At Phil Day’s Anglo-Catholic Requiem Eucharist four people spoke of him: one who had known him all his life, one who had known him from university, a colleague from Sydney High (Con Barris) and Subdeacon Graeme Bailey who spoke of Phil as a churchman. The first two had us laughing. Con’s speech was heartfelt and very moving. Graeme Bailey told me more of this side of Phil than I had known before, as Phil was someone who, as Subdeacon Bailey said, did not shout his faith from the mountain top though neither did he hide it under a bushel. I felt these were a right and proper part of a thanksgiving service.
Such a shame then to read Cardinal Pell today, not that he has anything directly to do with St James Church yet. See Bell tolls on saucy detail in eulogies.
Sydney Liturgy Office director, Father Timothy Deeter, blames increasing secularisation and unfamiliarity with church rituals for the creeping practice of turning the Catholic funeral Mass into an extended eulogy.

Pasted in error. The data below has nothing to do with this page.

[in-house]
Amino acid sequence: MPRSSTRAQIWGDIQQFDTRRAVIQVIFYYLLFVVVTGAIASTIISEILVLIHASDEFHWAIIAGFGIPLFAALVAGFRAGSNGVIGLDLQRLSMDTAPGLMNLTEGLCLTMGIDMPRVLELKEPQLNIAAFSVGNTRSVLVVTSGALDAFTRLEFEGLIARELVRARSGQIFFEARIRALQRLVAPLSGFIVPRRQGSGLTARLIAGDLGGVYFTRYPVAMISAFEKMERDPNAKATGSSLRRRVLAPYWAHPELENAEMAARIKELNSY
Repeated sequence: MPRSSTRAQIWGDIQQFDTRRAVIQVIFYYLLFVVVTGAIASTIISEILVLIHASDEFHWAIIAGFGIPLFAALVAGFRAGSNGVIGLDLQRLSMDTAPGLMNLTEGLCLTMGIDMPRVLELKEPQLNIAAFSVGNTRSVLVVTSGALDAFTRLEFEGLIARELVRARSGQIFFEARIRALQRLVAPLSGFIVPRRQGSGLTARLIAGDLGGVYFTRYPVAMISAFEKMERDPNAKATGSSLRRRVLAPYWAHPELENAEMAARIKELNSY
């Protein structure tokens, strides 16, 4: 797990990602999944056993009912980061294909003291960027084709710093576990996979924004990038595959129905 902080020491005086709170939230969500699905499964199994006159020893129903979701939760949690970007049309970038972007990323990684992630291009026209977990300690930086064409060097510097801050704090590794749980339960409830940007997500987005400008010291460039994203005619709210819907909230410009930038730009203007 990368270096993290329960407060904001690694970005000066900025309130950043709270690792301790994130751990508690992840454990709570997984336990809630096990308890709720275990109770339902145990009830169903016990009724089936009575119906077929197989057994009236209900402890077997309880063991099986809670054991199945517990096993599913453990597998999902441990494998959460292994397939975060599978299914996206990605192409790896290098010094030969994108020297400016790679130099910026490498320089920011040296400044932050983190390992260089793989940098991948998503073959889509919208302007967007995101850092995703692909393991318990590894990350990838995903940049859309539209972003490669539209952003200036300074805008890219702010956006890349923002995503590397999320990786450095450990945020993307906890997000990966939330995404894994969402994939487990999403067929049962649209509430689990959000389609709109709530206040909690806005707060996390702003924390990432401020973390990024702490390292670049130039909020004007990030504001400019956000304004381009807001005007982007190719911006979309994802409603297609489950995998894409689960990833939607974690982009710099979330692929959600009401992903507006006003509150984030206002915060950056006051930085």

“We have to remind people funerals are to worship God and we are asking God’s blessing and help for those who have passed away,” Father Deeter said.
“There is a current trend to focus on the life of the deceased and celebrate the past, to look back, but in the Mass we have to look forward to the eternal life and put God back into the funeral like we keep God in Christmas.”
I doubt Jesus would be cheering that one.
Speaking of being unnecessarily po-faced, I (almost) feel sorry for the SMS-ing Liberal candidate in Wyong. See Sex text sinks the loveless Lib. Hardly comparable with Labor’s woes in certain Central Coast constituencies, is it?